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Trade groups representing Facebook, Twitter and Google have sued Florida over a new state law governing social media that Gov. Ron DeSantis claims will protect free speech.
The legislation, which DeSantis signed on Monday and is slated to take effect July 1, would allow the Florida Election Commission to fine social-media companies $250,000 per day if they “de-platform” candidates running for statewide office and $25,000 for candidates running for local office. It also prevents them from banning any “journalistic enterprise doing business in Florida.”
DeSantis first came up with the idea in January after Twitter and Facebook banned then-President Donald Trump for inciting violence and spreading conspiracy theories about his election loss to President Joe Biden, which they cited as violations of their terms of service, the Tampa Bay Times reported.
Tech trade groups NetChoice and the Computer and Communications Industry Association — which also represent Amazon, PayPal, TikTok, Airbnb and a slate of other firms — paint the law as violation of their First Amendment rights and a step toward a dystopian, government-controlled internet.
“We cannot stand idly by as Florida’s lawmakers push unconstitutional bills into law that bring us closer to state-run media and a state-run internet,” said Carl Szabo, vice president and general counsel of NetChoice. “By weakening the First Amendment rights of some, Florida weakens the First Amendment rights of all.”
The Florida law punishes tech companies “for taking virtually any action” to address “even highly objectionable or illegal content, no matter how much that content may conflict with their terms or policies,” the trade groups alleged in a Thursday complaint.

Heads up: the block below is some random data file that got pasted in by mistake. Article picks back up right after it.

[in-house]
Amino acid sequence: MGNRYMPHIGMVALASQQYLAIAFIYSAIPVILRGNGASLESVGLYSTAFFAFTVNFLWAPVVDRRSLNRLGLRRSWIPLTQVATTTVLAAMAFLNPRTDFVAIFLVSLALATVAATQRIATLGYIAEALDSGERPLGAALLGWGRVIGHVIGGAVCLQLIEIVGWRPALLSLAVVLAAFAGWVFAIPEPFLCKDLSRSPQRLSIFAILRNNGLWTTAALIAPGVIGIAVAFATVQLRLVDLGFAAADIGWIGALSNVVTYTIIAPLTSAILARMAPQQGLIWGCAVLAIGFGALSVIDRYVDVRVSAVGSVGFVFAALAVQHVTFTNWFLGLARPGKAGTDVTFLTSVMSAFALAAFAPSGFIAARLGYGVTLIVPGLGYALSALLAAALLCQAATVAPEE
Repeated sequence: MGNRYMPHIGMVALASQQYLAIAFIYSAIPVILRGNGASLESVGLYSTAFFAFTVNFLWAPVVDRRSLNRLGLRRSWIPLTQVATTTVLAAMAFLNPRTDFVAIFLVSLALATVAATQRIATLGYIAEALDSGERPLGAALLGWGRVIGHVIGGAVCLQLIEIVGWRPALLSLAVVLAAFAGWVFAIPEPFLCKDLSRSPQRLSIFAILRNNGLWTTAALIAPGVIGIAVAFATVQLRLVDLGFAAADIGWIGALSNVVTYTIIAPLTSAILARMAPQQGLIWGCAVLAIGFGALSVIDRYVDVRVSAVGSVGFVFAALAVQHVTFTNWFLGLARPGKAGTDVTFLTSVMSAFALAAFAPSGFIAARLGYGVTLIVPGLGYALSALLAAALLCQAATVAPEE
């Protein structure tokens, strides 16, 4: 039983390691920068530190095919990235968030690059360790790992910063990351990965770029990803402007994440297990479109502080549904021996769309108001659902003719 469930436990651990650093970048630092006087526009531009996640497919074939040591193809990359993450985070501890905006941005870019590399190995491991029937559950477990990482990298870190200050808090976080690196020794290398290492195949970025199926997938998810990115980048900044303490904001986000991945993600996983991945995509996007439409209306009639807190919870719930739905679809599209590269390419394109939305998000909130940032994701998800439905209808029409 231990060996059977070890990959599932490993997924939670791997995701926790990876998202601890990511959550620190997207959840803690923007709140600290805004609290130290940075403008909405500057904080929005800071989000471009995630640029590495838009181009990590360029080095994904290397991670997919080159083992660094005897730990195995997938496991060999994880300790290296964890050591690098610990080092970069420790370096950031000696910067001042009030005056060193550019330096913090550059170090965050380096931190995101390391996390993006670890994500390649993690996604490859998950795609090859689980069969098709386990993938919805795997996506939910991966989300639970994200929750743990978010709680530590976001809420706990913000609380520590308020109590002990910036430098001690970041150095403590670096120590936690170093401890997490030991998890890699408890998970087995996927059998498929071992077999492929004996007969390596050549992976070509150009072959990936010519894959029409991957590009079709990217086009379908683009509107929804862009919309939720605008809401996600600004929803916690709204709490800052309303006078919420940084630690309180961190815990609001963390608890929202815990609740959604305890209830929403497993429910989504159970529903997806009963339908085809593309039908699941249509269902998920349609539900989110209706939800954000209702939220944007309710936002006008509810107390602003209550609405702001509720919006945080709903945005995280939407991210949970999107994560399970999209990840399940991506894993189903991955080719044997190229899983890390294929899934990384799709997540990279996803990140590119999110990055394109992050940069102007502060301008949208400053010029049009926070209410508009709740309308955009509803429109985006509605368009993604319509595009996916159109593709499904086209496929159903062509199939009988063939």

DeSantis, widely considered a potential 2024 Republican candidate for president, claims the bill actually defends free speech.
“When big tech censors enforce their rules inconsistently to discriminate in favor of the dominant ideology in Silicon Valley, they will be held accountable in the state of Florida, and all Floridians treated unfairly by big tech platforms will have the right to sue companies who violate this law,” DeSantis said the day he signed the bill.
The Florida law does not apply to internet platforms “operated by a company that owns and operates a theme park or entertainment complex” — an exception critics say shows its political nature by placating companies like Disney and NBCUniversal that are crucial to the state’s tourism sector.
In a statement to the Post, DeSantis Press Secretary Christina Pushaw said the governor expected the bill to spark a court battle.
“We have no comment on any specific lawsuit, but we anticipated legal challenges,” she said. “We are confident that this new legislation has a strong legal basis and protects Floridians’ constitutional rights.”
Conservatives and some liberals have levied accusations of political bias against social media companies like Twitter and Facebook for years, gaining steam after Trump’s ban and other high-profile incidents.
This week, Facebook caught heat over its content moderation policies after it reversed a ban on articles questioning whether COVID-19 escaped from a Chinese lab.
In February 2020, Facebook slapped a “false information” tag on a Post opinion article arguing that the coronavirus may have escaped from a lab and that the Chinese government could not be trusted. Later on, the social media company outright banned any posts about the lab leak theory.
The ban remained in place until Wednesday, when Facebook changed its policy after a Wall Street Journal report showed that US intelligence services allege that three researchers from the Wuhan Institute of Virology were hospitalized with COVID-19-like symptoms in November 2019.
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